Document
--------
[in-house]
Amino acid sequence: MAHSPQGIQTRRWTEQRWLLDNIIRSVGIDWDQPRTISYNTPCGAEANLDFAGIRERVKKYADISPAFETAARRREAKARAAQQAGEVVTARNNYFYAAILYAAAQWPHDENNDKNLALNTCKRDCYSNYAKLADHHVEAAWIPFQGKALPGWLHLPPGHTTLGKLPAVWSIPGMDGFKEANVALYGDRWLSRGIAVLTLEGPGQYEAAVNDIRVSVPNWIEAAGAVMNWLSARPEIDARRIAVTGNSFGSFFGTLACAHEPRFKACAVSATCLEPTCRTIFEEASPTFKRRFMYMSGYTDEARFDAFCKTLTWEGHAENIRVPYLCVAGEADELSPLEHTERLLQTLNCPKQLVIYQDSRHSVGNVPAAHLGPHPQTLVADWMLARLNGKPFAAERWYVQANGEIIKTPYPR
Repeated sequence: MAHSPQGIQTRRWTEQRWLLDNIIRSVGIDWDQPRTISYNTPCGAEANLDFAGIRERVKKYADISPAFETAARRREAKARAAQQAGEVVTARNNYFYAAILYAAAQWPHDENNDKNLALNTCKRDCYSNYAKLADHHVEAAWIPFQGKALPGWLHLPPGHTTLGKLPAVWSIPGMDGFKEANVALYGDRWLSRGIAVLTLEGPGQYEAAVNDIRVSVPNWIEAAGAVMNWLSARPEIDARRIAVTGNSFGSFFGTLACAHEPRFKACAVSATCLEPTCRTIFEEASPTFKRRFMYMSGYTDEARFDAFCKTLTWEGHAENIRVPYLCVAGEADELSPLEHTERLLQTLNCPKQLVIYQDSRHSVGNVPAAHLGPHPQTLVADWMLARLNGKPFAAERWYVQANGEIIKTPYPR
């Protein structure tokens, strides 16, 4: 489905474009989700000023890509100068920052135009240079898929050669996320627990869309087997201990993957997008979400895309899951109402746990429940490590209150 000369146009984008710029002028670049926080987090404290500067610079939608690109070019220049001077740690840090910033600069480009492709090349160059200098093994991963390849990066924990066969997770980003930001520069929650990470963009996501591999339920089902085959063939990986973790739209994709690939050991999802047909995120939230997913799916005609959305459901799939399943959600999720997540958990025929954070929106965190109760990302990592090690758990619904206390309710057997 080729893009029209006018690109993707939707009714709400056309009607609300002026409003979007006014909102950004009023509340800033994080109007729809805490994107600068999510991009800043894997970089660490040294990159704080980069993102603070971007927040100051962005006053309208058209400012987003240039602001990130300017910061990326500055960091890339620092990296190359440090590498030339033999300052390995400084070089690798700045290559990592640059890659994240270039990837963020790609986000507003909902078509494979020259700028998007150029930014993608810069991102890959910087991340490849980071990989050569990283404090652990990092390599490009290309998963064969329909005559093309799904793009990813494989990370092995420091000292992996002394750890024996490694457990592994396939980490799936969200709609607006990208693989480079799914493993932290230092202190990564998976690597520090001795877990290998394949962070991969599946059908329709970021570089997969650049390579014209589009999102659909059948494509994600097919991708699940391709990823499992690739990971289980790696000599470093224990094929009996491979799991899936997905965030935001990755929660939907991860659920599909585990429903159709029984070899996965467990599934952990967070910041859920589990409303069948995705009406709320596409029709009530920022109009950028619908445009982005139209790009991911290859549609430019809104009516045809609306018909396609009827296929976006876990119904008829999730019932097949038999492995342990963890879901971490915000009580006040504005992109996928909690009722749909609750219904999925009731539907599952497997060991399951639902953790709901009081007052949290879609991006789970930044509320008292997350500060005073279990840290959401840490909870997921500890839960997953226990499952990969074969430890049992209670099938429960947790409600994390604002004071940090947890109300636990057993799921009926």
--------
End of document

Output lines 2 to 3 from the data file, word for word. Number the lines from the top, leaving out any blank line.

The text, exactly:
Amino acid sequence: MAHSPQGIQTRRWTEQRWLLDNIIRSVGIDWDQPRTISYNTPCGAEANLDFAGIRERVKKYADISPAFETAARRREAKARAAQQAGEVVTARNNYFYAAILYAAAQWPHDENNDKNLALNTCKRDCYSNYAKLADHHVEAAWIPFQGKALPGWLHLPPGHTTLGKLPAVWSIPGMDGFKEANVALYGDRWLSRGIAVLTLEGPGQYEAAVNDIRVSVPNWIEAAGAVMNWLSARPEIDARRIAVTGNSFGSFFGTLACAHEPRFKACAVSATCLEPTCRTIFEEASPTFKRRFMYMSGYTDEARFDAFCKTLTWEGHAENIRVPYLCVAGEADELSPLEHTERLLQTLNCPKQLVIYQDSRHSVGNVPAAHLGPHPQTLVADWMLARLNGKPFAAERWYVQANGEIIKTPYPR
Repeated sequence: MAHSPQGIQTRRWTEQRWLLDNIIRSVGIDWDQPRTISYNTPCGAEANLDFAGIRERVKKYADISPAFETAARRREAKARAAQQAGEVVTARNNYFYAAILYAAAQWPHDENNDKNLALNTCKRDCYSNYAKLADHHVEAAWIPFQGKALPGWLHLPPGHTTLGKLPAVWSIPGMDGFKEANVALYGDRWLSRGIAVLTLEGPGQYEAAVNDIRVSVPNWIEAAGAVMNWLSARPEIDARRIAVTGNSFGSFFGTLACAHEPRFKACAVSATCLEPTCRTIFEEASPTFKRRFMYMSGYTDEARFDAFCKTLTWEGHAENIRVPYLCVAGEADELSPLEHTERLLQTLNCPKQLVIYQDSRHSVGNVPAAHLGPHPQTLVADWMLARLNGKPFAAERWYVQANGEIIKTPYPR